Interdisciplinary workshop on the theoretical study of periodic systems
Periodic systems, i.e., systems that are translationally invariant at least in one dimension, have been of keen interest not only in physics and chemistry, but also mathematics. Scientists in these disciplines have been trying to solve important problems related to a large variety of periodic systems, with important theoretical and technological impact. We mention here as an exemple, among many others, some active research fields in Mathematics, Physics and Chemistry, related to the treatment of periodic systems.
1) lattice sums, such as the Madelung constants in which one determines the electrostatic potential experienced by an ion in a periodic crystal. Because of the long range nature of the Coulomb potential, these sums are conditionally convergent and, therefore, the result depends on the order in which the terms are summed up .
2) the large N limit of the Thomson problem, in which a fixed number of electrons is constrained to the surface of (usually a sphere) and one seeks the electronic configuration giving the lowest energy. The problem has been solved for various finite values of N , but the general case is not trivial, and the large N limit is still problematic.
3) With some important exceptions , the topology of the supercell (a finite portion of the system that represents the crystal bulk) has not received a particular attention. However, in the presence of long-range interactions, this is a crucial aspect.
1) The description of properties of crystalline solids [4,5], in particular using density-functional theory or many-body perturbation theory . These methods are very powerful but are limited to weakly correlated materials since the electron-electron interaction is hidden in an effective potential.
2) The study of the uniform electron gas and its various phases (Fermi liquid, Wigner crystal, etc.) [7,8,9]. The uniform electron gas is a model to study electron correlation in many-electron systems. Although many of its properties are known, its features at low density where it is predicted to form a Wigner crystal is still largely unknown.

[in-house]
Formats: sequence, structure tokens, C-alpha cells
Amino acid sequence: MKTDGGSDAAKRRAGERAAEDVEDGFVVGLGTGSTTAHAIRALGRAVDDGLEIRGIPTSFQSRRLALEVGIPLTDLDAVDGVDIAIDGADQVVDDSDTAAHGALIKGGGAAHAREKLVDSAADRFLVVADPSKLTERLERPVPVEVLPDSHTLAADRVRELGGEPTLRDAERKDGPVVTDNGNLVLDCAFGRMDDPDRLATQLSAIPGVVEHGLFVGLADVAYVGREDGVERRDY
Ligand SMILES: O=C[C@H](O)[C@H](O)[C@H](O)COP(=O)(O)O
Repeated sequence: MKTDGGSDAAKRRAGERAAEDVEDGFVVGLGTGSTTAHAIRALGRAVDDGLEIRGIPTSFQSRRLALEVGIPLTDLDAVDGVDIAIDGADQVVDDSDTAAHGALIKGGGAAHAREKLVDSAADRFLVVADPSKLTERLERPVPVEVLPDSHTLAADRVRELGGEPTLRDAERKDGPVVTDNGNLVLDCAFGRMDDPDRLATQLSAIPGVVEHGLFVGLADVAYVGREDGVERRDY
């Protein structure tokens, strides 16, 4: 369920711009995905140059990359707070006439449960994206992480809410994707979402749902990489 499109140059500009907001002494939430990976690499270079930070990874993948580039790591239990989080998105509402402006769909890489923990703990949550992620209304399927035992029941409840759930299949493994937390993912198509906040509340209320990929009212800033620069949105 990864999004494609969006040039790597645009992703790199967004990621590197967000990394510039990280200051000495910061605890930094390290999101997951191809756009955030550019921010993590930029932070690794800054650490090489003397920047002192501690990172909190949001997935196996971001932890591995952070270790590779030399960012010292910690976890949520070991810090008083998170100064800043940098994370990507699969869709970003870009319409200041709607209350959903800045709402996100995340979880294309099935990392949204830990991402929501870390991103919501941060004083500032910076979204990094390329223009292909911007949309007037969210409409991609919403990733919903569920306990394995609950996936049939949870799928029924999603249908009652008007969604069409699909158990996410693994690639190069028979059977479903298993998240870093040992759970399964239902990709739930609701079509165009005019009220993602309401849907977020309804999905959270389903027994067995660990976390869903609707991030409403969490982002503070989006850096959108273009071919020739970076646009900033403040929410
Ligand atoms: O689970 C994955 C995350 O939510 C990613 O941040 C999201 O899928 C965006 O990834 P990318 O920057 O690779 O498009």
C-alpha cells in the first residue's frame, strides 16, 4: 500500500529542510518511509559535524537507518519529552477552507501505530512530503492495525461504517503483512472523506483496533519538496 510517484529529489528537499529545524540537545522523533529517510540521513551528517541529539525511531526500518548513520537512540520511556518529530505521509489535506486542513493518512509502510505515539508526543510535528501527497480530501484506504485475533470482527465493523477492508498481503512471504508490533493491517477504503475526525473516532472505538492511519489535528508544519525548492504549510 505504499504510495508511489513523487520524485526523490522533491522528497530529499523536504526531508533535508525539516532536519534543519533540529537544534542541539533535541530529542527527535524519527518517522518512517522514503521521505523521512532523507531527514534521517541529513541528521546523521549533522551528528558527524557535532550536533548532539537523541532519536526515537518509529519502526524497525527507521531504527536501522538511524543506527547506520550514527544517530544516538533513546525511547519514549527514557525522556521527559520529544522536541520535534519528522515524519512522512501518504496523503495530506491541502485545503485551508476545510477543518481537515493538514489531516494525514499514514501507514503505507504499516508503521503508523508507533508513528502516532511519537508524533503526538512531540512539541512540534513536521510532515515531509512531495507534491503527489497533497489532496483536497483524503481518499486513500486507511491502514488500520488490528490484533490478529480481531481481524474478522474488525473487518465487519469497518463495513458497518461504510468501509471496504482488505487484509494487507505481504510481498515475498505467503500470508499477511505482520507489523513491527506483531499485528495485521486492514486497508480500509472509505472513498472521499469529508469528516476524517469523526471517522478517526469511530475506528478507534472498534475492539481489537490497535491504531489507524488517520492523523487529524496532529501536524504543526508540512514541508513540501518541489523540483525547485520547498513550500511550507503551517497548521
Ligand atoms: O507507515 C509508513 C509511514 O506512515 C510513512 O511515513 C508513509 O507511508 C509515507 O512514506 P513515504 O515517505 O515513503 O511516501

1) the ab initio treatment of crystals [10,11,12]. Ab initio chemistry approaches such as configuration interaction and coupled cluster theory are known for their great accuracy but their explicit treatment of the Coulomb interaction between electrons makes their application to periodic solids non-trivial.
2) the study of polymers and nanotubes . Since in this case the system is periodic in only one direction, one often extrapolates results of finite systems to estimate the infinite-size limit. However, results may depend on the choice of the extrapolation .
The aim of this workshop is to bring together some of the best experts in the various disciplines, in order to tackle a given problem from different points of view. For example: lattice sums can be related to the electrostatic interaction in crystalline solids and large molecular systems such as those treated in molecular dynamics simulations; the large N limit of the Thomson problem is linked to the structure of a Wigner crystal; the treatment of correlation using effective potentials can be linked to the explicit treatment of the Coulomb interaction in ab initio approaches.
Arjan Berger (Toulouse University) - Organiser
Véronique Brumas (Toulouse University) - Organiser
Stefano Evangelisti (Laboratoire de Chimie et Physique Quantiques) - Organiser